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Let $R$ be a finite commutative ring. For $n>1$ consider the full matrix ring $M_n(R)$. For a matrix $A\in M_n(R)$ is true that the cardinality of the left annihilator (in $M_n(R)$) of $A$ equals the cardinality of the right annhilator?

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No, this isn't true in general, but it's true in principal ideal rings. Consider $R=\mathbb{F}_2[x,y]/(x,y)^2$ (a finite ring that isn't a principal ideal ring, which I found in this answer by Zev). The matrix

$$A=\pmatrix{x&x\\y&y}$$

annihilates the $16$ vectors that have no constant term, both on the left and on the right, but on the right it also annihilates the $16$ vectors that have a constant term in both components, for a total of $32$. Thus the left annihilator in $M_n(R)$ has $256$ elements, whereas the right annihilator has $1024$.

However, if $R$ is an elementary divisor ring, we can bring $A$ into Smith normal form using invertible matrices. Since this is diagonal, its left and right annihilators are the same up to transposition, and the invertible matrices don't change their cardinality. (See this MO question.)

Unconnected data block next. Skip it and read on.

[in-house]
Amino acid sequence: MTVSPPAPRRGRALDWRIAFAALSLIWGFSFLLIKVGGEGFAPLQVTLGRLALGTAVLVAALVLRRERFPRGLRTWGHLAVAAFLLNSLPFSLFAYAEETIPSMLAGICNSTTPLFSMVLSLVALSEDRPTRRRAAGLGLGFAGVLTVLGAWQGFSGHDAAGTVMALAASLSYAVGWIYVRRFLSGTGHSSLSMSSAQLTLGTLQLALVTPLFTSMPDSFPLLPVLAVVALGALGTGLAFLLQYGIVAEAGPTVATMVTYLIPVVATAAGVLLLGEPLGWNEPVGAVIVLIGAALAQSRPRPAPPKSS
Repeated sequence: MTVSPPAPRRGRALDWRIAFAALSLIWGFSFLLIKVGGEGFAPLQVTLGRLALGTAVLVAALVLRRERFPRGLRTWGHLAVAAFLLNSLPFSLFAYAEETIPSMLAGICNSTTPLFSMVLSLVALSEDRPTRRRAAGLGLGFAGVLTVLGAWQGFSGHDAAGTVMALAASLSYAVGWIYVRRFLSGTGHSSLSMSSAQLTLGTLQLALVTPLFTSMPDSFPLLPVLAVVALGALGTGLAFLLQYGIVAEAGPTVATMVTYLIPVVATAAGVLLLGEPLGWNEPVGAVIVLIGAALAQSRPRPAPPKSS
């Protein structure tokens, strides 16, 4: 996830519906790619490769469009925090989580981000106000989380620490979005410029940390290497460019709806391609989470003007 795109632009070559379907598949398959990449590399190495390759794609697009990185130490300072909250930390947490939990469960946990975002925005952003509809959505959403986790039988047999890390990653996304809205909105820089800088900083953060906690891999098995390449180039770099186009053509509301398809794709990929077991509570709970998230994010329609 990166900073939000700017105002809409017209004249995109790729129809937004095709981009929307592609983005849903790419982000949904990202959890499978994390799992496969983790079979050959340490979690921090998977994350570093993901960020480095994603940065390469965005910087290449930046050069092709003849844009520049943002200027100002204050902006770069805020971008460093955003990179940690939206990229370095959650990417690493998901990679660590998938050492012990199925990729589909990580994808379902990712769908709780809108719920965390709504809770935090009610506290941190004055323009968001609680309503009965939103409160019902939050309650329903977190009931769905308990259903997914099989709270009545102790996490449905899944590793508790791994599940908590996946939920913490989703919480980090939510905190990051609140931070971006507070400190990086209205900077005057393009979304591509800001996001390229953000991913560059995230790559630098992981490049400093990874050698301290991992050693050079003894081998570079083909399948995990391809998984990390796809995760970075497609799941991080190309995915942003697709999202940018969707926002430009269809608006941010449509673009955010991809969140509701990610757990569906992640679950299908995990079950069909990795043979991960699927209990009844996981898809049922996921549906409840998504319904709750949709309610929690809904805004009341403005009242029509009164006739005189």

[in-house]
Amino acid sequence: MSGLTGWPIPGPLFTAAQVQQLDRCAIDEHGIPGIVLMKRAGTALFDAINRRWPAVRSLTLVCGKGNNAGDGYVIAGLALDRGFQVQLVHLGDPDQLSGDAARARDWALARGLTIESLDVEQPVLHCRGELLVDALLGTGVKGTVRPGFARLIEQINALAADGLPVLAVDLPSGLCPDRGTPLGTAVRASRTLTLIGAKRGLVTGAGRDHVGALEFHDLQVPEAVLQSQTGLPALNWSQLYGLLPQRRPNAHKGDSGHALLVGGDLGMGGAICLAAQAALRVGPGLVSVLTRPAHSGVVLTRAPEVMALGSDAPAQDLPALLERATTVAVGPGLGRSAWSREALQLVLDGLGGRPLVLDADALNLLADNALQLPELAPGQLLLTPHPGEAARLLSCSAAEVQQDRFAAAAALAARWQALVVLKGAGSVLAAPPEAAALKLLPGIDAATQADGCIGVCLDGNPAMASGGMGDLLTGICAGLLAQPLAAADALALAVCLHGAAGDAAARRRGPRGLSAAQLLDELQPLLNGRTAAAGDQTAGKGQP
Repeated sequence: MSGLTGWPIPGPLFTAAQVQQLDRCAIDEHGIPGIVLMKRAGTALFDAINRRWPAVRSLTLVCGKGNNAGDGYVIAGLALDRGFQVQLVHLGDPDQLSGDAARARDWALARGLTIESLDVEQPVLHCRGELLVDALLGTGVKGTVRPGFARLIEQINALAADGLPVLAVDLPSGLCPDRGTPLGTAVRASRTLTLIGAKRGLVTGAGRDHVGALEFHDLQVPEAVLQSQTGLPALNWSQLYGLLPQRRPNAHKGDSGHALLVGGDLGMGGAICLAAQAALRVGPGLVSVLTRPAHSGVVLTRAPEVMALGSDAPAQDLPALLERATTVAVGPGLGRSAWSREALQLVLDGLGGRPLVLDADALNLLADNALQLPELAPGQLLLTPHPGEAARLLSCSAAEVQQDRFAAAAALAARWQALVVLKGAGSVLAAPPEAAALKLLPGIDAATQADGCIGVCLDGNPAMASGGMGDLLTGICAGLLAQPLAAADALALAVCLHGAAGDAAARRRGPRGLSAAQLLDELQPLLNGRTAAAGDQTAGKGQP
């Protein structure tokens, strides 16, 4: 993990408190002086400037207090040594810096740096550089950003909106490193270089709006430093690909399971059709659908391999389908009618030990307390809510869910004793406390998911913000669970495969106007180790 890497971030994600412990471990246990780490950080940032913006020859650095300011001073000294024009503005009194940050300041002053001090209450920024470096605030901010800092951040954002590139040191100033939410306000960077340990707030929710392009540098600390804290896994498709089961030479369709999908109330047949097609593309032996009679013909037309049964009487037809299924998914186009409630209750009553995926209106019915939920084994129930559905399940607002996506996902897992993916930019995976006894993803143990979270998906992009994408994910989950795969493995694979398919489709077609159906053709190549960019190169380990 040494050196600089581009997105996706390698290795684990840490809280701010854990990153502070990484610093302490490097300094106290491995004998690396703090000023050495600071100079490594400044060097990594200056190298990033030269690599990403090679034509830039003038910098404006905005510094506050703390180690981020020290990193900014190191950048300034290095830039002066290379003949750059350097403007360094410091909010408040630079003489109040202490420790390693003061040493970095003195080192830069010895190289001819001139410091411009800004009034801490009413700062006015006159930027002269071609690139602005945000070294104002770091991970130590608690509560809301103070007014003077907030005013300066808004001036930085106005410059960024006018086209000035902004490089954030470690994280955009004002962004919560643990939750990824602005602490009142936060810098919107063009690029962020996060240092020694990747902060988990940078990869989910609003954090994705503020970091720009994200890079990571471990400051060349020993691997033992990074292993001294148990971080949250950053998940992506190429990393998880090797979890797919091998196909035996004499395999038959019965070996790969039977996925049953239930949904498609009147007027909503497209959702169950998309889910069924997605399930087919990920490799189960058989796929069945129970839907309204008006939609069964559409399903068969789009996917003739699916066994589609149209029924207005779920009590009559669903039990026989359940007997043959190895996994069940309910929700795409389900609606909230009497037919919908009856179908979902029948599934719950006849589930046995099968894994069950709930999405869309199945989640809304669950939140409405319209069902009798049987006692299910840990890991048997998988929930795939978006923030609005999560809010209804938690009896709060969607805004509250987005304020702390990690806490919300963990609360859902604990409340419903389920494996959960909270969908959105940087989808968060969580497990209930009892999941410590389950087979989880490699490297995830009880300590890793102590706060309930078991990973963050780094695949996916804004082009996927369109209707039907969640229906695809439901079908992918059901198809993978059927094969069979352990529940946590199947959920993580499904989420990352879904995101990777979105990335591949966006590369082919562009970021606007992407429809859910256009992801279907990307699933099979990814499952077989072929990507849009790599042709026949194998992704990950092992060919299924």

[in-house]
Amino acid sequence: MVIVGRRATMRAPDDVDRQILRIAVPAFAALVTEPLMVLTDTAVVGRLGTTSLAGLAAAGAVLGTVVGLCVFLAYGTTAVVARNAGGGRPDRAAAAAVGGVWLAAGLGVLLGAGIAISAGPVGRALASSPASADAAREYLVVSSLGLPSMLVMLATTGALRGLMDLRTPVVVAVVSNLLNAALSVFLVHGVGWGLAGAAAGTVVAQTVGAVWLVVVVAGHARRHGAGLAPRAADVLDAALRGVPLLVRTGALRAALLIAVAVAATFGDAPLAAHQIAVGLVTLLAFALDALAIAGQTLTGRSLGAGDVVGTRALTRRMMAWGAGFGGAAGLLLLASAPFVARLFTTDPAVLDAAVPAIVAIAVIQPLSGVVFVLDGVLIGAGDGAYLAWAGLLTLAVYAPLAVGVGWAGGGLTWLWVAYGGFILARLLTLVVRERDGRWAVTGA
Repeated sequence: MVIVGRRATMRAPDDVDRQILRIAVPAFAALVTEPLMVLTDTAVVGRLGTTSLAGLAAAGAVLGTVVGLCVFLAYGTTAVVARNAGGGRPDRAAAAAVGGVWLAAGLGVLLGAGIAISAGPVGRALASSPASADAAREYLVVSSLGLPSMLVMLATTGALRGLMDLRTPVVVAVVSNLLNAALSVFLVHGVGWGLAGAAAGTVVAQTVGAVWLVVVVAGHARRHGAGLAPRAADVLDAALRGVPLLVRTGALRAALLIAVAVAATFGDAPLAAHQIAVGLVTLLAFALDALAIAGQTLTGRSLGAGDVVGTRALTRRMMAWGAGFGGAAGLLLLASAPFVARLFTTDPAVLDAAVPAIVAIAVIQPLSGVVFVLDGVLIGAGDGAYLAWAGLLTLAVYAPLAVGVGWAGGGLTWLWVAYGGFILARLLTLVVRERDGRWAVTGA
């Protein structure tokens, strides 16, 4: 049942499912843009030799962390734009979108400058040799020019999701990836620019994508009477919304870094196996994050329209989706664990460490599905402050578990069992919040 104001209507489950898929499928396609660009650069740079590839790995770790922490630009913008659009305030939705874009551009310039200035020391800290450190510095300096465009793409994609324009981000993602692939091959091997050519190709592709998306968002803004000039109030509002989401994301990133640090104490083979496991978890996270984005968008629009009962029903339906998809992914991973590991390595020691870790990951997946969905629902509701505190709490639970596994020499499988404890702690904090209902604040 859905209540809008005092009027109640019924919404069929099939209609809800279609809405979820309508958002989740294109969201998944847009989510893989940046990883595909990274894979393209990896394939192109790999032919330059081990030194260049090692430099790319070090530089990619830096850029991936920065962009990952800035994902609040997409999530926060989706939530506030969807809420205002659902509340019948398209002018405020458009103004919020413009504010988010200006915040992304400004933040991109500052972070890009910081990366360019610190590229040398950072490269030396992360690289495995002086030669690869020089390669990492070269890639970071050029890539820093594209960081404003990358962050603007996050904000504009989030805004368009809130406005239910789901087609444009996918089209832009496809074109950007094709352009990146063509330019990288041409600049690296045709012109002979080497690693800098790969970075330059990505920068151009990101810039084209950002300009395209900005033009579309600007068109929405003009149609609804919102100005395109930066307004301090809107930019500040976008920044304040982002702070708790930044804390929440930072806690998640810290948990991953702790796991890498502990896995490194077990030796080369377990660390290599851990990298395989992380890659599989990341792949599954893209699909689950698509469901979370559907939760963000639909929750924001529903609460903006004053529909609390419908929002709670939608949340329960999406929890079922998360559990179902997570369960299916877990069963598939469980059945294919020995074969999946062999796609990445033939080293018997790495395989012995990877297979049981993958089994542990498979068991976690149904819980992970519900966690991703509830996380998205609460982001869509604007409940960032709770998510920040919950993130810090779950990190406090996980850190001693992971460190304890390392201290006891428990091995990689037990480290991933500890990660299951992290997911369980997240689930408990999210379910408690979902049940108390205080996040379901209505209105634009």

According to Theorem 15.9 in Matrices over commutative rings, all principal ideal rings are elementary divisor rings. (Wikipedia only claims this for principal ideal domains.) According to this paper, a necessary condition for a ring to be an elementary divisor ring is that all finitely generated ideals are principal. Since in a finite ring all ideals are finitely generated, a finite elementary divisor ring must be a principal ideal ring. Thus a finite ring is an elementary divisor ring if and only if it is a principal ideal ring.

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